For the Week Ending December 15, 2017

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The U.S. Chamber of Commerce continued its “Faces of Trade” series this week, releasing a segment on NPPC President-Elect Jim Heimerl, a pork producer from Johnstown, Ohio. The “Faces of Trade” series showcases those individuals, American workers, farmers and entrepreneurs who benefit from international trade. International trade is vital for the prosperity and survival of American pork producers, as Heimerl alludes to in his video highlight, stating, “It’s a lifeline to keep my family farm in business. Without free trade, I would not be in business today, I could not survive.” Without free trade agreements (FTAs), such as the North American Free Trade Agreement (NAFTA), the U.S. pork industry and U.S. economy would suffer, Heimerl points out. NPPC continues to urge the Trump administration to protect and maintain zero-duty market access into Canada and Mexico for U.S. pork products. Withdrawing from NAFTA would cost the U.S. pork industry $1.5 billion.



U.S. Secretary of Agriculture Sonny Perdue this week announced that the U.S. Department of Agriculture (USDA) will withdraw a proposed organic rule for livestock and poultry. The Obama-era regulation – the Organic Livestock and Poultry Practices rule – would have incorporated into the National Organic Program welfare standards that were not based on science and that were outside the scope of the Organic Food Production Act of 1990. The act limited consideration of livestock as organic to feeding and medication practices. NPPC raised a number of problems with the regulation, including animal and public health concerns and the fact that animal production practices have nothing to do with the basic concept of “organic.” NPPC also cited the complexity the standards would have added to the organic certification process, creating significant barriers to existing and new organic producers. In withdrawing the rule, the USDA determined the regulation exceeded the agency’s authority – something NPPC pointed out in comments on the rule – and that it would have had a greater economic impact on farmers than originally estimated. NPPC applauds the decision to withdraw by Sec. Perdue and his department. The withdraw notice, to be published in the Federal Register next week, is subject to a public comment period.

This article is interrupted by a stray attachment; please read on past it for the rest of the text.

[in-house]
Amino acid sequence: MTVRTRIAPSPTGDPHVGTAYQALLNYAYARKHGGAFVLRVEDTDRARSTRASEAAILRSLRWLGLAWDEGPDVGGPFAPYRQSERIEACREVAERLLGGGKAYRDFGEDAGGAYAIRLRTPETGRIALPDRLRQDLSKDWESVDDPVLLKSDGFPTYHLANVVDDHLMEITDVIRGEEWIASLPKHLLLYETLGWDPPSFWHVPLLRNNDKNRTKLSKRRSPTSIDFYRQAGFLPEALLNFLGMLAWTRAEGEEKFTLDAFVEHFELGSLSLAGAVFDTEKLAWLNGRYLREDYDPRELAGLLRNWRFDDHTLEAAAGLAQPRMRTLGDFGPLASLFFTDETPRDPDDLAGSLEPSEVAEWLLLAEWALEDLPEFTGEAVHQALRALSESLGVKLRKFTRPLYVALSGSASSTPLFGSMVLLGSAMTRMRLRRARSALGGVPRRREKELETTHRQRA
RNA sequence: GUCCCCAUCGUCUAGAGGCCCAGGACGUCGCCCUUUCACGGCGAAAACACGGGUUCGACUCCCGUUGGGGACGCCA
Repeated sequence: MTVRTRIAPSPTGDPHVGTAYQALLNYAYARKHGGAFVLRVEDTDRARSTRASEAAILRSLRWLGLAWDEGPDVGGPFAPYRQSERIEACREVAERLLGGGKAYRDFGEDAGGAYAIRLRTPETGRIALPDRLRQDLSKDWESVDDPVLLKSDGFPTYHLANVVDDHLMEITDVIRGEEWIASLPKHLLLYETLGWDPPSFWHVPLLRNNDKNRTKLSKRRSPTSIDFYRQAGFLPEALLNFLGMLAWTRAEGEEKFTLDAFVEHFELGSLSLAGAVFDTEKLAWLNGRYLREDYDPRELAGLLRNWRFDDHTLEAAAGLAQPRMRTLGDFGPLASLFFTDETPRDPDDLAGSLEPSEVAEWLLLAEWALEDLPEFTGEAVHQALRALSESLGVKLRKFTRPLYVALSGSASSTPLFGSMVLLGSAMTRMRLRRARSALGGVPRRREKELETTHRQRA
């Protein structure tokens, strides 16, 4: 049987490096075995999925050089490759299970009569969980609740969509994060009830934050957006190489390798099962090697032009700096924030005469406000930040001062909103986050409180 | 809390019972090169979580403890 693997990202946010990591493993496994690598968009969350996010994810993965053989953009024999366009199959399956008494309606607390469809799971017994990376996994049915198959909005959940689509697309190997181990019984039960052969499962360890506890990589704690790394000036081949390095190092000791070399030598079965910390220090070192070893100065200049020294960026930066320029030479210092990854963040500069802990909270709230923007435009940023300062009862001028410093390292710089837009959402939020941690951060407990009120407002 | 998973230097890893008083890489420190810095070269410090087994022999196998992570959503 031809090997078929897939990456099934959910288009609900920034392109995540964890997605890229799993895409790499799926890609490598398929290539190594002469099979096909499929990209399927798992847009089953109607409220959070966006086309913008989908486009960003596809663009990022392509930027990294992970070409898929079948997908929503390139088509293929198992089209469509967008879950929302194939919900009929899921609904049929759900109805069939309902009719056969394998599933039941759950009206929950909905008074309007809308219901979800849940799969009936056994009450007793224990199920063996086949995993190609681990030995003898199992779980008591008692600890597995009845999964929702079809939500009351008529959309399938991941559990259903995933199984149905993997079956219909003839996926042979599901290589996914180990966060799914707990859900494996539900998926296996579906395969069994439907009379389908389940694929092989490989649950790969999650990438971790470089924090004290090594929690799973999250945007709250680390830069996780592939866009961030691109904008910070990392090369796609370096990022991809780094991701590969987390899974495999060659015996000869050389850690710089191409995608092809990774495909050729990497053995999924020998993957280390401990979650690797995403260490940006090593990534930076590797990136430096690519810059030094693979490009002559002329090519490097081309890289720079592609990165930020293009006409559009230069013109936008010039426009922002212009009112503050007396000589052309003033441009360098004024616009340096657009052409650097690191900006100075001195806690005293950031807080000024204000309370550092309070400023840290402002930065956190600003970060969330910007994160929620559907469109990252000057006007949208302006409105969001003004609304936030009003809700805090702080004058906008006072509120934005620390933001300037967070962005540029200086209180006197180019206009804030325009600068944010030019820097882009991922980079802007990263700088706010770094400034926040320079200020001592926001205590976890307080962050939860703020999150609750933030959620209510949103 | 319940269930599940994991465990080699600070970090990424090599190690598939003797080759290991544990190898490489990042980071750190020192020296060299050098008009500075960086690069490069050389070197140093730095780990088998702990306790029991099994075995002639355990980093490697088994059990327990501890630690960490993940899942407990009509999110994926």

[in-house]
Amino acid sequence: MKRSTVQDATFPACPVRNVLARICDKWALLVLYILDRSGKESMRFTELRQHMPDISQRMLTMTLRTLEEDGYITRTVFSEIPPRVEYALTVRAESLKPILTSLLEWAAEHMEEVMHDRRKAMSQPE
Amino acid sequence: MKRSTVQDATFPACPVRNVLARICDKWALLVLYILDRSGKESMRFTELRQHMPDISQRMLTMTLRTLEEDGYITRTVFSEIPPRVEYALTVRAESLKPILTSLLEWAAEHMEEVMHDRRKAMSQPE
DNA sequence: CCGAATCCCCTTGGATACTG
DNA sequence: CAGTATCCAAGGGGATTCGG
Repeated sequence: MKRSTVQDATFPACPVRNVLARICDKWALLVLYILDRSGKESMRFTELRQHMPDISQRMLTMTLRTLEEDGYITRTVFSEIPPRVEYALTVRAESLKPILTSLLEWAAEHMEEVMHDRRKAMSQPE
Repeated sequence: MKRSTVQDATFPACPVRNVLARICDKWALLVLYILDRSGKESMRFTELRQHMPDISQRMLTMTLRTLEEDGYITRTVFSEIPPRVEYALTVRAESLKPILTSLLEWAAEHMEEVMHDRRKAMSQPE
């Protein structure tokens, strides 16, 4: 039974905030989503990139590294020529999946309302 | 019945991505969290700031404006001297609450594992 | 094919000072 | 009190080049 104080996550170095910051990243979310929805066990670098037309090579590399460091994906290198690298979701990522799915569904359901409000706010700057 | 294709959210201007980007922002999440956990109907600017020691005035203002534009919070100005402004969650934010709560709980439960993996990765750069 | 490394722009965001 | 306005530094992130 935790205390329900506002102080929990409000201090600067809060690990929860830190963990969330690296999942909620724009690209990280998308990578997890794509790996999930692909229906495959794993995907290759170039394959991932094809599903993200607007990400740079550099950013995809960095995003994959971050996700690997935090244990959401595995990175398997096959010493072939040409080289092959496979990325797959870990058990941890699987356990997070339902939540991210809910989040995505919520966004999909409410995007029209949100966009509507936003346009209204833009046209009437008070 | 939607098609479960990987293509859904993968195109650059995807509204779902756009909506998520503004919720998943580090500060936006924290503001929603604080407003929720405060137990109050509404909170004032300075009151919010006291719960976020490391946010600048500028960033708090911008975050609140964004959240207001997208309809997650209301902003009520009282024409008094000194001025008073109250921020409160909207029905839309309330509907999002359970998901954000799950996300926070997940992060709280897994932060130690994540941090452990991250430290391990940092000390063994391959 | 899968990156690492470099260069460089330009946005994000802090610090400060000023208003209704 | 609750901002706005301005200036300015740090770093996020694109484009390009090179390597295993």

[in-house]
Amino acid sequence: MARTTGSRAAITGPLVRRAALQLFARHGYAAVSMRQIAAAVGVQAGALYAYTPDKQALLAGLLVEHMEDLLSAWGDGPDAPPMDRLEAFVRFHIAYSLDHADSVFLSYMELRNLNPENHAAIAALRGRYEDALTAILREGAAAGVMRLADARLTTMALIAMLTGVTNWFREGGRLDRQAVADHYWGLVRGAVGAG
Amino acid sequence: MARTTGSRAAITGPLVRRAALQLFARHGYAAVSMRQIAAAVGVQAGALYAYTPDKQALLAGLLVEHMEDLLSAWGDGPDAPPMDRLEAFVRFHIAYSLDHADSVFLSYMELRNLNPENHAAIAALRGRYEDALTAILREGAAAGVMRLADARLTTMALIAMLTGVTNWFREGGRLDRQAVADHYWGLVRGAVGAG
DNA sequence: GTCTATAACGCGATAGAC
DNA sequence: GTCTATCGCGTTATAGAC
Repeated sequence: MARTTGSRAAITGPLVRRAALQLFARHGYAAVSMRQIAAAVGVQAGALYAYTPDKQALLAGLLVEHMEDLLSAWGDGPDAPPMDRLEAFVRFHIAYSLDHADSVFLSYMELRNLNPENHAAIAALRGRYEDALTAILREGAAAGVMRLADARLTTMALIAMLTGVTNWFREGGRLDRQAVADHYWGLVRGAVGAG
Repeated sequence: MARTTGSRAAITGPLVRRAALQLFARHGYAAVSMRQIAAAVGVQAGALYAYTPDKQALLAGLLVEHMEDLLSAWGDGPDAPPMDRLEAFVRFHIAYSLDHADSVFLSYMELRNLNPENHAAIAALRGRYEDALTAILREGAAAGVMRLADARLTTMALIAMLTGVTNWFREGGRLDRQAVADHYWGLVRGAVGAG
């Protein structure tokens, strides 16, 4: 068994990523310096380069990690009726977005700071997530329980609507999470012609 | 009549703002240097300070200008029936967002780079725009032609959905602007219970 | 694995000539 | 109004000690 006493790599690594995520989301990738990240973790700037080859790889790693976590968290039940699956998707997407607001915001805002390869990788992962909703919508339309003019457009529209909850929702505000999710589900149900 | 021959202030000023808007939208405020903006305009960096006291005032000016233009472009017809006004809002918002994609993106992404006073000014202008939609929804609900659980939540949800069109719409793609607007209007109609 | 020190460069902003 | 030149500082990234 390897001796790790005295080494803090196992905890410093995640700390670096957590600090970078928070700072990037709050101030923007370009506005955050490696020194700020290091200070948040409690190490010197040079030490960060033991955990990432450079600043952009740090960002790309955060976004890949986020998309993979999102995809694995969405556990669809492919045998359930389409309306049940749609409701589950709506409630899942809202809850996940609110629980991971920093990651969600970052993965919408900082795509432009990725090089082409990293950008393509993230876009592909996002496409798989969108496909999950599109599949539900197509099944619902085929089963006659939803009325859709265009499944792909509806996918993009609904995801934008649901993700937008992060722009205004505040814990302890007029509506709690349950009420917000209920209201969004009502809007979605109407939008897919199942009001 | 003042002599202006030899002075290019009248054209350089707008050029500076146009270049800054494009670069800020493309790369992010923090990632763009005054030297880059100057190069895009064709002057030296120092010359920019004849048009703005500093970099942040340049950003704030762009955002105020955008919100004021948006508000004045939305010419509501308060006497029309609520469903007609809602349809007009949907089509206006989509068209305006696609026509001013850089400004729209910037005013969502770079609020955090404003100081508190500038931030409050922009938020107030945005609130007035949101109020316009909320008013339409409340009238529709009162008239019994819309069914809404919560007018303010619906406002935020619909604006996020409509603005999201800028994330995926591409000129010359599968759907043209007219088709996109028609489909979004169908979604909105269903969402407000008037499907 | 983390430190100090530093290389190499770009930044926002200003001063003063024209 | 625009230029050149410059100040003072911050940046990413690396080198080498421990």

Led by the state of Indiana, the attorneys general for 13 states this week filed a lawsuit against Massachusetts over its ban on the sale of out-of-state meat and eggs from animals raised in certain housing. Massachusetts voters in November 2016 approved a ballot initiative that banned certain housing for pigs, egg-laying hens and veal calves. The AGs are asking the U.S. Supreme Court to rule that the ban on the sale of meat and eggs from animals raised in housing systems prohibited by the state, which is set to take effect in 2022, violates the U.S. Constitution and the Commerce Clause’s original goal of preventing states from enacting barriers to interstate commerce and regulating commercial activities that take place beyond their borders. The lawsuit, filed directly with the high court based on its original jurisdiction over disputes between states, follows a similar suit recently filed by 13 states – led by the attorney general of Missouri – challenging a similar law restricting access to retail markets in California. NPPC fought both the Massachusetts and California initiatives and now is supporting the “No Regulation Without Representation Act of 2017” (H.R. 2887), legislation introduced by Rep. Jim Sensenbrenner, R-Wis., that would prohibit states from imposing regulatory burdens on businesses, including pork operations, not physically present in the state. Earlier this year, NPPC CEO Neil Dierks testified on the bill before a House Judiciary subcommittee, saying: “Several states – most with little pork production – have banned gestation stalls, either through ballot initiatives or legislation. That was their prerogative, however ill-advised or uninformed their motives were. What NPPC and pork producers object to is one state adopting a law or regulation that dictates the practices of the other 49 states.”